With the days getting shorter and the racing season over, the winter is a great time to build power and try some cross training. The winter conditioning season for runners usually involves braving the icy, slush filled streets or living the life of a hamster on a treadmill in the gym. With a great pair of running snowshoes and some winter running gear, you can invigorate your training and join a sport increasing in popularity.
Snowshoe running is a great way to gain strength and power for running and get you outside in the dreary days of winter. Snowshoeing is a great aerobic activity and max heart rates can be achieved. You can potentially increase your VO2 max during winter training by choosing a challenging snowshoeing route. The strength and flexibility of key running muscle groups can also be increased. Since a higher leg lift and more powerful upper body swing are required in snowshoeing, it can work out the entire body. Both runners and cyclists can benefit from this increased power in the hamstrings and quad muscles. Good core stabilization is also developed while snowshoeing.
Like Nordic skiing, snowshoe running is highly aerobic cross training option for runners.
Snowshoeing running has more advantages than Nordic skiing:
- Not technique oriented (snowshoeing running is essentially the same as running and does not require practice or lessons). You’ll be a pro on your first run.
- Lower start up cost for equipment ($199.99 to start snowshoeing compared to $700+ for skate skiing gear)
- Do it anywhere (public parks or trails)
- Nordic usually skiing requires ideal snow conditions (or groomed trails). Snowshoeing can be done effectively in basically any snow condition, which means you don’t have to worry about how many days you can actually use your snowshoes! If there’s even a little snow or even if it’s icy you can snowshoe!
- Less impact than road running or Nordic skiing to give your body some recovery from a hard season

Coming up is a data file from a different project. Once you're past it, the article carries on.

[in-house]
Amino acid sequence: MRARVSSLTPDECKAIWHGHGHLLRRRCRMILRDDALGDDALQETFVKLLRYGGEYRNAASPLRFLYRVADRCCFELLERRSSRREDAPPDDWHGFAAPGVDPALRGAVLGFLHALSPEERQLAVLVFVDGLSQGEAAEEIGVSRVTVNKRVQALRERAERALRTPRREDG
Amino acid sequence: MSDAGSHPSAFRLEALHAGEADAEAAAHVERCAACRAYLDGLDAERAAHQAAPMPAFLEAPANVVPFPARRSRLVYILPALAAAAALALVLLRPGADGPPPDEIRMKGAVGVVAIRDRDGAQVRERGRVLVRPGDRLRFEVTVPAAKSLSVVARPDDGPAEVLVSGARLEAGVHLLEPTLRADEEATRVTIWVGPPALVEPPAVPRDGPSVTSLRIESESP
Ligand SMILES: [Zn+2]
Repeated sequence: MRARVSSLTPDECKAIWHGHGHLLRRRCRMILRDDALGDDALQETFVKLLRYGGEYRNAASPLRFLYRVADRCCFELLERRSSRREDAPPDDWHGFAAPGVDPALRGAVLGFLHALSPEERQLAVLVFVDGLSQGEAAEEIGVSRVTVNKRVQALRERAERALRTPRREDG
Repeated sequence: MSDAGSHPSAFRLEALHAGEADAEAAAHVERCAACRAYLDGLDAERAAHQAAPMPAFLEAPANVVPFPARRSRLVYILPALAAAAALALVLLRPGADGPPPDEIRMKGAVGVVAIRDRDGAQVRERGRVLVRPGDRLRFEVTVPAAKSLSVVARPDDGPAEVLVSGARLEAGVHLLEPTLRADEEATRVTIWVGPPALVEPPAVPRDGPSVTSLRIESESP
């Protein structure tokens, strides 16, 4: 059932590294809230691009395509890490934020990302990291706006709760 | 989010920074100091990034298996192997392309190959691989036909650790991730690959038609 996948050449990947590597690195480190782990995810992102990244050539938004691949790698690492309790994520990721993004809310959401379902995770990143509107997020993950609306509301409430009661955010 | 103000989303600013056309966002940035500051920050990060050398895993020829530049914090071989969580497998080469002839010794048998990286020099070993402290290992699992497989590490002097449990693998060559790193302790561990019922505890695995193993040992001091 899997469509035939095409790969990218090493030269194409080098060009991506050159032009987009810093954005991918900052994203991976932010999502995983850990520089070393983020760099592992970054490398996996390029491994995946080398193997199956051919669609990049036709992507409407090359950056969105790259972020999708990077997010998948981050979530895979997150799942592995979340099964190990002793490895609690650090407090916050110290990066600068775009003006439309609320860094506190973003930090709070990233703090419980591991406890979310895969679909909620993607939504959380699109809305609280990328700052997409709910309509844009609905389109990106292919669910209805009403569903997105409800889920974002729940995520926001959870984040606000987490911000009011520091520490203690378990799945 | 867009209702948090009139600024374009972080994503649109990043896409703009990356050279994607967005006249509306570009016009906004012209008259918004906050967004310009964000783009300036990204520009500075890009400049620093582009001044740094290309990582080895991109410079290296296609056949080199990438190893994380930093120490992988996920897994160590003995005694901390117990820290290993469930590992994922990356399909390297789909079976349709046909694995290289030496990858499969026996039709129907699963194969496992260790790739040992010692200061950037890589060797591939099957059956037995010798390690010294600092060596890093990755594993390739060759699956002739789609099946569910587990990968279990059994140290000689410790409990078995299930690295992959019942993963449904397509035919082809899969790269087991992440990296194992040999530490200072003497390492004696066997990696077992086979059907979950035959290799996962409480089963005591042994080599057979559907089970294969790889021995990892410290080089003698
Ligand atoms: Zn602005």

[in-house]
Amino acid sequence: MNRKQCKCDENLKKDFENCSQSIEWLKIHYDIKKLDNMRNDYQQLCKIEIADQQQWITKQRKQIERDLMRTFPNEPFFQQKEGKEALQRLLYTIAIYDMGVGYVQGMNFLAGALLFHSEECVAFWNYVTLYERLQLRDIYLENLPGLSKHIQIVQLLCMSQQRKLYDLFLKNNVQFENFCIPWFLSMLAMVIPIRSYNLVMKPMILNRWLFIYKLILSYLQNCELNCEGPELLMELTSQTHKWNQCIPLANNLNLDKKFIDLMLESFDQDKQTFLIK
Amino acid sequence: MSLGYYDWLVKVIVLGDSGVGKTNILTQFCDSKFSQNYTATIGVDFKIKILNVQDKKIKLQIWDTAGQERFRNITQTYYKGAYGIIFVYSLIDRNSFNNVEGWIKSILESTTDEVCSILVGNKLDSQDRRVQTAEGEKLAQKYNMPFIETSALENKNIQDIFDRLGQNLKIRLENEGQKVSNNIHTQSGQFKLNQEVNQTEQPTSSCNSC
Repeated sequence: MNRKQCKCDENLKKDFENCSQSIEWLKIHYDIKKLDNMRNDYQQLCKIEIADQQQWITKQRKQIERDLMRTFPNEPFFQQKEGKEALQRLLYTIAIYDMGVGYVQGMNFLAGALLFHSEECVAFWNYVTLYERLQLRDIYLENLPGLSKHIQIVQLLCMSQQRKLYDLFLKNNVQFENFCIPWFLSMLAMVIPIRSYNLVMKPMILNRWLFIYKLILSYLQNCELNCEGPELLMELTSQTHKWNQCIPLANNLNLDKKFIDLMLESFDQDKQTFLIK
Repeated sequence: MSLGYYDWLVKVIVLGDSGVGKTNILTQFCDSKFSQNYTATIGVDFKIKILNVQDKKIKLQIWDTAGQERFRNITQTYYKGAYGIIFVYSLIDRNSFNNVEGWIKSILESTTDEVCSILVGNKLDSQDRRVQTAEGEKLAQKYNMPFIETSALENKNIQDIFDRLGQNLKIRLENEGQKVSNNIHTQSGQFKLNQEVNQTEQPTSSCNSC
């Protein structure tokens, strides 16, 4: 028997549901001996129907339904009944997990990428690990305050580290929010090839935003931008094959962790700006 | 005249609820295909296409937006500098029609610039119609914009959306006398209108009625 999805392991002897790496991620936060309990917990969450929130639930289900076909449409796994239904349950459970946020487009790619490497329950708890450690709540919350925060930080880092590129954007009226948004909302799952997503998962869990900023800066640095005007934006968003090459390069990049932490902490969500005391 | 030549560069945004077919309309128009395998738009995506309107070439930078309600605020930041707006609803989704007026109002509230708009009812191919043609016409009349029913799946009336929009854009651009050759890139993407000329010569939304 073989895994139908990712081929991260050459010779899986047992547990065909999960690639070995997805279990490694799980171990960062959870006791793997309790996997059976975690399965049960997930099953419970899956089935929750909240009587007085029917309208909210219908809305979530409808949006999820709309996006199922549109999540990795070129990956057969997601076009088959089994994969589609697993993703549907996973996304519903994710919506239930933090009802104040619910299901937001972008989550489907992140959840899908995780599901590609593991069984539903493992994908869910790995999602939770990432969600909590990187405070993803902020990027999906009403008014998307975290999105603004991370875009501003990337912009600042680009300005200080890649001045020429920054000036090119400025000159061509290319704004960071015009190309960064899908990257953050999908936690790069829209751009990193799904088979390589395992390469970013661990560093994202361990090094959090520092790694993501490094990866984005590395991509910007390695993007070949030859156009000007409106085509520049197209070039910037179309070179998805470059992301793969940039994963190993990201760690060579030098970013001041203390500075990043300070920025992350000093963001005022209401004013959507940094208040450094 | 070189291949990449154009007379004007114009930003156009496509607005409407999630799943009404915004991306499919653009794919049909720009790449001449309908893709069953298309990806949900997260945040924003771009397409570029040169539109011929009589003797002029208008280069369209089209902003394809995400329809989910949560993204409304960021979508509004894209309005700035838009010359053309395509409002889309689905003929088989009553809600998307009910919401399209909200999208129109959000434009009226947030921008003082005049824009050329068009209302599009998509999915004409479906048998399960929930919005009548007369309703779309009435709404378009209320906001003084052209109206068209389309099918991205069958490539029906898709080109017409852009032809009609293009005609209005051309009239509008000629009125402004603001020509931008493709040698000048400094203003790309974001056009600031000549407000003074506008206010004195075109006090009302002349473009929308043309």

The running snowshoe is not like the old giant tennis rackets of yester year. The modern running snowshoe is made of aircraft grade lightweight aluminum or titanium and weighs less than 2.5lbs. Wet running shoes can weigh that! These smaller, lighter snowshoes are comfortable and allow a lot of maneuverability. Running snowshoes have adjustable bindings that accommodate almost any foot size and width. Use your running shoes with your usual sock selection for warmer temperatures and for colder weather, try a Gore-Tex shoe or performance wool socks.
What to Wear
There is very little difference in clothing from winter running to snowshoe running. Just like winter running, the easiest rule to follow is to dress for how warm you are going to be and not how cold it is when you start. Use a simple 10 degree rule where you look at the current temperature with wind chill and dress like it is 10 degrees warmer. Give or take a few degrees if you tend to be colder or warmer than the average person. Following this rule helps keep the moisture transfer of your running clothing quite efficient. Find out more about how to dress for winter aerobic sports.
Winter running/snowshoeing must haves:
- Shoes (Trail shoes are ideal)
- Windproof tights/pants
- Lightweight breathable jacket
- Base layers
There are also other items that can make your snowshoeing day a lot more enjoyable.
- Cycling booties: provide extra warmth, wind proofing and water resistance to a road running shoe
- Trekking poles: enhance an upper body workout and add some extra power on steep up hills
- Pack: to carry some extra clothes, hydration bladder or a thermos of hot beverage.
- Water bottle belt: you’ll be working hard so you still need to hydrate even if it’s cold out
- Heart rate monitors/GPS: to actually monitor speed/distance and heart rate values
- Gore-Tex running shoes: add a little extra warmth and water proofing
With a little preparation you can enjoy even the darkest days of winter and reap the training benefits of snowshoe running.